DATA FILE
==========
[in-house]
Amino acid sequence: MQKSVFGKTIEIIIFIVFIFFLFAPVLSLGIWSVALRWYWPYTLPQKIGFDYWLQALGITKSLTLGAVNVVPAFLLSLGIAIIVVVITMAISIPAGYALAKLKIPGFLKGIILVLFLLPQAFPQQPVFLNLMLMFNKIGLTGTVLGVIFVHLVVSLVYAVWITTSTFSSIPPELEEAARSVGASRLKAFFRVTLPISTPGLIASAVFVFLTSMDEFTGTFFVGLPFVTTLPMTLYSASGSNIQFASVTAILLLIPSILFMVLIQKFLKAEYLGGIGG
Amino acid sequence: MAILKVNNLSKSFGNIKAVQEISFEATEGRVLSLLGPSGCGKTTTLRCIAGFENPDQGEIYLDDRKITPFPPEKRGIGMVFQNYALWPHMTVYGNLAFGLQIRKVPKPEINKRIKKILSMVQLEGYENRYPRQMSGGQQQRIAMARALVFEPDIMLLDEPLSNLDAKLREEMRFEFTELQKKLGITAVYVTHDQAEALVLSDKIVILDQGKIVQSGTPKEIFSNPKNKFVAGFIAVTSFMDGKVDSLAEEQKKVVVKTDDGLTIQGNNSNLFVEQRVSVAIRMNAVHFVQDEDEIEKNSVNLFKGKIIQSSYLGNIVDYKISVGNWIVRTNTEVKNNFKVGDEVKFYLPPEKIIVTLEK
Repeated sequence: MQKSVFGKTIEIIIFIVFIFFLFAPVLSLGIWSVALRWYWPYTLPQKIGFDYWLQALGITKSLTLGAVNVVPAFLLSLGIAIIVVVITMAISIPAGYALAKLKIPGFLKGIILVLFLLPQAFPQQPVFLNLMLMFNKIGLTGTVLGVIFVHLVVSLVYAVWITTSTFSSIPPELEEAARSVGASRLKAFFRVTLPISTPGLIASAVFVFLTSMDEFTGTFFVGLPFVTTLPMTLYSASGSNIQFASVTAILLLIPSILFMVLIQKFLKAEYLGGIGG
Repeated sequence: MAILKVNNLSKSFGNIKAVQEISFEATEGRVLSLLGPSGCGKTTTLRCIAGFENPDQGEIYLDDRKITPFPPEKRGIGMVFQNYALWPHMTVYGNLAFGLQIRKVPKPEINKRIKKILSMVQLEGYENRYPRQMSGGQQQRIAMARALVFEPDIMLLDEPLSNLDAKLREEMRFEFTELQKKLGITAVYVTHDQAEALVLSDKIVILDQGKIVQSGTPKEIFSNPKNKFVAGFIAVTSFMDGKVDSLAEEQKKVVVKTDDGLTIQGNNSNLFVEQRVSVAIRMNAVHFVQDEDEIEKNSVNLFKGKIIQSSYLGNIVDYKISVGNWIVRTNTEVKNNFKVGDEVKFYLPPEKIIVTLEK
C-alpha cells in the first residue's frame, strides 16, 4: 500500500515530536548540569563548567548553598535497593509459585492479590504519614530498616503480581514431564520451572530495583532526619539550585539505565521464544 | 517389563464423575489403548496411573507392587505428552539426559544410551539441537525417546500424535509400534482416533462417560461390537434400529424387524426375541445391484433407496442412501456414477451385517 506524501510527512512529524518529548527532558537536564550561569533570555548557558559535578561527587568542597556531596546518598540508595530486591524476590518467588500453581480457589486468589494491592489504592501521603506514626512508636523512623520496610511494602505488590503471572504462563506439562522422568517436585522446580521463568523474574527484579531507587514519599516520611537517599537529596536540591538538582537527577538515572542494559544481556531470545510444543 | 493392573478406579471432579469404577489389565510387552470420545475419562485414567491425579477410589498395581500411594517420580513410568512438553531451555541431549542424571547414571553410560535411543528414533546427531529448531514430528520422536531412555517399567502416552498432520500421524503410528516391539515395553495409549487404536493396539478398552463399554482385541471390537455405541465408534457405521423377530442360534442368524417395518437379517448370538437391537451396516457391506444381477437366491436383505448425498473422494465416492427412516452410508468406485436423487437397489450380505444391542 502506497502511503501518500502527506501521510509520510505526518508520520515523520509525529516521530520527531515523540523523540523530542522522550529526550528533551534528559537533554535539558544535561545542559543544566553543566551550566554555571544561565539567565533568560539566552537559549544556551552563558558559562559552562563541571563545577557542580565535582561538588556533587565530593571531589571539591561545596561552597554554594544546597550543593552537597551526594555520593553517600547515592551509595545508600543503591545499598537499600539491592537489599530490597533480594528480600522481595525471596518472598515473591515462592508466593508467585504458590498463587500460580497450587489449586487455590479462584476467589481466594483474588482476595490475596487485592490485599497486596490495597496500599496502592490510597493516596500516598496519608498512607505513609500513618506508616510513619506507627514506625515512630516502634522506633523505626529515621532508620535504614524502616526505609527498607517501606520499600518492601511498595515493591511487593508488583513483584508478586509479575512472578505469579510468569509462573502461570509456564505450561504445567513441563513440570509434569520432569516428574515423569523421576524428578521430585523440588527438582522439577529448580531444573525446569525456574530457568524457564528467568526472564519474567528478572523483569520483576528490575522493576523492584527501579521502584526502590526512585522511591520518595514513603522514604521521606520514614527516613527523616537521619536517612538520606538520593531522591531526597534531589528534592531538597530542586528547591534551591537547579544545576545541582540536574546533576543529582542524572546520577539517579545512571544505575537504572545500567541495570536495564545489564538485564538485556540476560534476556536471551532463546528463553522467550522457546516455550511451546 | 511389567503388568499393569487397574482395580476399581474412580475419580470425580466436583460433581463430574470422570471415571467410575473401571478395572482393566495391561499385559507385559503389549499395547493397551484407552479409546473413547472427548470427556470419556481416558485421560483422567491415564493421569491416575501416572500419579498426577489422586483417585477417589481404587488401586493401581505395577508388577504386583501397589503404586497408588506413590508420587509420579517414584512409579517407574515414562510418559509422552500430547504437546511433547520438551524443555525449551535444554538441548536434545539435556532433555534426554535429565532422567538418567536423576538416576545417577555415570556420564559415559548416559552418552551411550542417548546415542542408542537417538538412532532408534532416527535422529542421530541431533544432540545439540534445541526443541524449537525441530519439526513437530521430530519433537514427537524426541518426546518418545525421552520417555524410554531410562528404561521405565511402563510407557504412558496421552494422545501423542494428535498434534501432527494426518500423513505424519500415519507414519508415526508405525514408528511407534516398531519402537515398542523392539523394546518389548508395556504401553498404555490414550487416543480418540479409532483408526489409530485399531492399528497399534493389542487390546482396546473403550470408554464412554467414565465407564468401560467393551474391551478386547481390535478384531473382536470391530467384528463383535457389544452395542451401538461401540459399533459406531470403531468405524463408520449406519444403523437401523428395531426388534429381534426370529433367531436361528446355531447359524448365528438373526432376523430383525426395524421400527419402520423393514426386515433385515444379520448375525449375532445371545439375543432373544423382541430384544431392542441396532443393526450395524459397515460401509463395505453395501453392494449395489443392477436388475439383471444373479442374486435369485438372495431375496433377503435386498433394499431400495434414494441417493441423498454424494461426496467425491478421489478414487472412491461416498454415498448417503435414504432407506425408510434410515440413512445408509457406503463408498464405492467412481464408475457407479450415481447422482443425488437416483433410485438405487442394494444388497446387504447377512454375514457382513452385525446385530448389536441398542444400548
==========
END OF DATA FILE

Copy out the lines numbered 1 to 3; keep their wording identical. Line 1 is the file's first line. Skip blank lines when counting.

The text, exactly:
[in-house]
Amino acid sequence: MQKSVFGKTIEIIIFIVFIFFLFAPVLSLGIWSVALRWYWPYTLPQKIGFDYWLQALGITKSLTLGAVNVVPAFLLSLGIAIIVVVITMAISIPAGYALAKLKIPGFLKGIILVLFLLPQAFPQQPVFLNLMLMFNKIGLTGTVLGVIFVHLVVSLVYAVWITTSTFSSIPPELEEAARSVGASRLKAFFRVTLPISTPGLIASAVFVFLTSMDEFTGTFFVGLPFVTTLPMTLYSASGSNIQFASVTAILLLIPSILFMVLIQKFLKAEYLGGIGG
Amino acid sequence: MAILKVNNLSKSFGNIKAVQEISFEATEGRVLSLLGPSGCGKTTTLRCIAGFENPDQGEIYLDDRKITPFPPEKRGIGMVFQNYALWPHMTVYGNLAFGLQIRKVPKPEINKRIKKILSMVQLEGYENRYPRQMSGGQQQRIAMARALVFEPDIMLLDEPLSNLDAKLREEMRFEFTELQKKLGITAVYVTHDQAEALVLSDKIVILDQGKIVQSGTPKEIFSNPKNKFVAGFIAVTSFMDGKVDSLAEEQKKVVVKTDDGLTIQGNNSNLFVEQRVSVAIRMNAVHFVQDEDEIEKNSVNLFKGKIIQSSYLGNIVDYKISVGNWIVRTNTEVKNNFKVGDEVKFYLPPEKIIVTLEK